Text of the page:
I think that this is a pretty good guideline for how we should handle these types of conflicts in our lives. If we harm someone else, he or she will probably not be very happy about it. However, it is much easier for everyone involved to confess the mistake right away.

It is more painful to find out something later. Then, it isn’t just a problem of whatever has been done, but it is also a problem of all the lying that has probably been done to cover up that offense.

Heb 13:18  Pray for us: for we trust we have a good conscience, in all things willing to live honestly.

We can only have a good conscience if we deal honestly with everyone around us. I know that this isn’t necessarily the uplifting Thanksgiving post that I probably should write on the day before, but it is incredibly important.

We are supposed to show people the love of Jesus here on earth. If we are lying to or deceiving our friends, our witness will not be as effective. Everything we do should ideally bring glory to God.

Leviticus 5: Confession Leads to Forgiveness


In Leviticus chapter 5, we have found another set of sacrifices for another set of sins. However, in my opinion, the most interesting part of this chapter lies in between the sin and sacrifice.

Lev 5:5  And it shall be, when he shall be guilty in one of these things, that he shall confess that he hath sinned in that thing:

Confessing that we have messed up is the first step to asking for forgiveness from God. Even though we don’t literally need to sacrifice animals like they did in the Old Testament, we need to confess our sins to God and He will be faithful to forgive us.

1Jn 1:9  If we confess our sins, he is faithful and just to forgive us our sins, and to cleanse us from all unrighteousness.

Psa 32:5  I acknowledged my sin unto thee, and mine iniquity have I not hid. I said, I will confess my transgressions unto the LORD; and thou forgavest the iniquity of my sin. Selah.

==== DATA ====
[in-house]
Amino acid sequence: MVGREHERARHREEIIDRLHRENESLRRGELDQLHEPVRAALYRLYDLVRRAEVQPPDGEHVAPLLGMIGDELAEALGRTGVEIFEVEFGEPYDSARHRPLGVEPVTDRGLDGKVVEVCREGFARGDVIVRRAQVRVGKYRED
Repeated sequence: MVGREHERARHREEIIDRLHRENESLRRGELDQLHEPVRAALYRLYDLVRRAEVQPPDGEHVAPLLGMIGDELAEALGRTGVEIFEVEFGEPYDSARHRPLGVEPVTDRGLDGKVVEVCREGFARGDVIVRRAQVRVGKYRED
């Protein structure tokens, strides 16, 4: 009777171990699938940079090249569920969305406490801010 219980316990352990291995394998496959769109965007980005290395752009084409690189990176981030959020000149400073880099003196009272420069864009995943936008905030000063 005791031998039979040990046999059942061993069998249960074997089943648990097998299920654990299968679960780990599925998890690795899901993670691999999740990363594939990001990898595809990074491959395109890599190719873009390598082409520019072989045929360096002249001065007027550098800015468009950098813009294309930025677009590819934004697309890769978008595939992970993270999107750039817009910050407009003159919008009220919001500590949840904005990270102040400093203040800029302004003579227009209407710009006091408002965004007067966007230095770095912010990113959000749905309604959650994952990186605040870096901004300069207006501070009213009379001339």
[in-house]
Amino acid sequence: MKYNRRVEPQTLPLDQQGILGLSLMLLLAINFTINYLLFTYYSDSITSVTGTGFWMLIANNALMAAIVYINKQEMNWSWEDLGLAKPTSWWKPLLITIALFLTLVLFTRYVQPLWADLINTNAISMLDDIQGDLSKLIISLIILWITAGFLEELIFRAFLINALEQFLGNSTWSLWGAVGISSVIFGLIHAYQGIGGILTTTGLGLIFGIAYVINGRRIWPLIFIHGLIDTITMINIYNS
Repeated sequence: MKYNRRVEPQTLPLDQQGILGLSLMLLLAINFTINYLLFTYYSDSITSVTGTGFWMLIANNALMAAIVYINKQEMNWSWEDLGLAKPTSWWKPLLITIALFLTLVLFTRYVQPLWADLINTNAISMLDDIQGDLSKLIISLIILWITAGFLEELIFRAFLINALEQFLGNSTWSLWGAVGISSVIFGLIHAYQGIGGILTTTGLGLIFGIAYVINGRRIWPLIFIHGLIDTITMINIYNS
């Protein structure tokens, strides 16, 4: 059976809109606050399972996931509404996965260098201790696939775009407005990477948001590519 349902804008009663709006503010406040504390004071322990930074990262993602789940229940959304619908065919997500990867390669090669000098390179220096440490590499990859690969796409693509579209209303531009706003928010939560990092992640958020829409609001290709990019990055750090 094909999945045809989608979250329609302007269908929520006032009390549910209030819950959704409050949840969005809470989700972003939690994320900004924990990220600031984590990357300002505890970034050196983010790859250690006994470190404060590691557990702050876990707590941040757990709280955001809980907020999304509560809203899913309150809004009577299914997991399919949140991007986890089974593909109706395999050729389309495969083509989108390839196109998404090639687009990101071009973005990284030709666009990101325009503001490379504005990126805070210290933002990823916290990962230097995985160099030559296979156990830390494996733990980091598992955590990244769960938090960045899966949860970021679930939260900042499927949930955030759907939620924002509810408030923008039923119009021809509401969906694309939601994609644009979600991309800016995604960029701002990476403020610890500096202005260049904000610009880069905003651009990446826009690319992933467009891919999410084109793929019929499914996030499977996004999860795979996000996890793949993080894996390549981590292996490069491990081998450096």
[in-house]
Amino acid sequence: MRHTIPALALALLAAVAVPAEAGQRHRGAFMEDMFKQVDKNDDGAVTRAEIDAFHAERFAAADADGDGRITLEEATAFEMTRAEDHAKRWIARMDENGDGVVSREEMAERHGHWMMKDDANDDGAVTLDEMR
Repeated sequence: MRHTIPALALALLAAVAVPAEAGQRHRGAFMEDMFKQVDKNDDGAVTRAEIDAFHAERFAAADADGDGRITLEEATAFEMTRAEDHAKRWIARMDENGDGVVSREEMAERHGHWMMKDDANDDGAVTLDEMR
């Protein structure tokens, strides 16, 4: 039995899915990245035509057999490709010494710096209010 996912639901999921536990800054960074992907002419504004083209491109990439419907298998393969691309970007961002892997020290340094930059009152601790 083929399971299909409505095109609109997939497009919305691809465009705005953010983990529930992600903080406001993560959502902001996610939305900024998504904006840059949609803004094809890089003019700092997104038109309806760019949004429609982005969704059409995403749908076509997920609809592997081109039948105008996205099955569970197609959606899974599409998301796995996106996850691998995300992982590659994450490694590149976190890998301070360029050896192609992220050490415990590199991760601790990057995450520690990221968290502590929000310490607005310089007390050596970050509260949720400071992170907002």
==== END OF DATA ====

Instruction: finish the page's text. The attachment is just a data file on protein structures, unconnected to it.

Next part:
In both of these instances, it is obvious that confession comes before forgiveness. While confession may obviously be intimidating because nobody likes to admit they did something wrong, God will always take us back like prodigal children.

We shouldn’t have wandered at the beginning, but isn’t it nice to know that we can be forgiven when we mess up? It would be inaccurate to take this as a free pass to do whatever we want, but we know that we can be forgiven from all of our sins.

Here is an excellent verse that speaks to the power of the forgiveness of God.

Mic 7:18  Who is a God like unto thee, that pardoneth iniquity, and passeth by the transgression of the remnant of his heritage? he retaineth not his anger for ever, because he delighteth in mercy.

Mic 7:19  He will turn again, he will have compassion upon us; he will subdue our iniquities; and thou wilt cast all their sins into the depths of the sea.

God will forgive us, and He will throw all of our sins into the depths of the sea. They will not be with us anymore, and God will have mercy on us.

So, starting from this idea of forgiveness that we find in Leviticus, we can follow the entire path to forgiveness which we don’t deserve, but because God is merciful, we can be forgiven.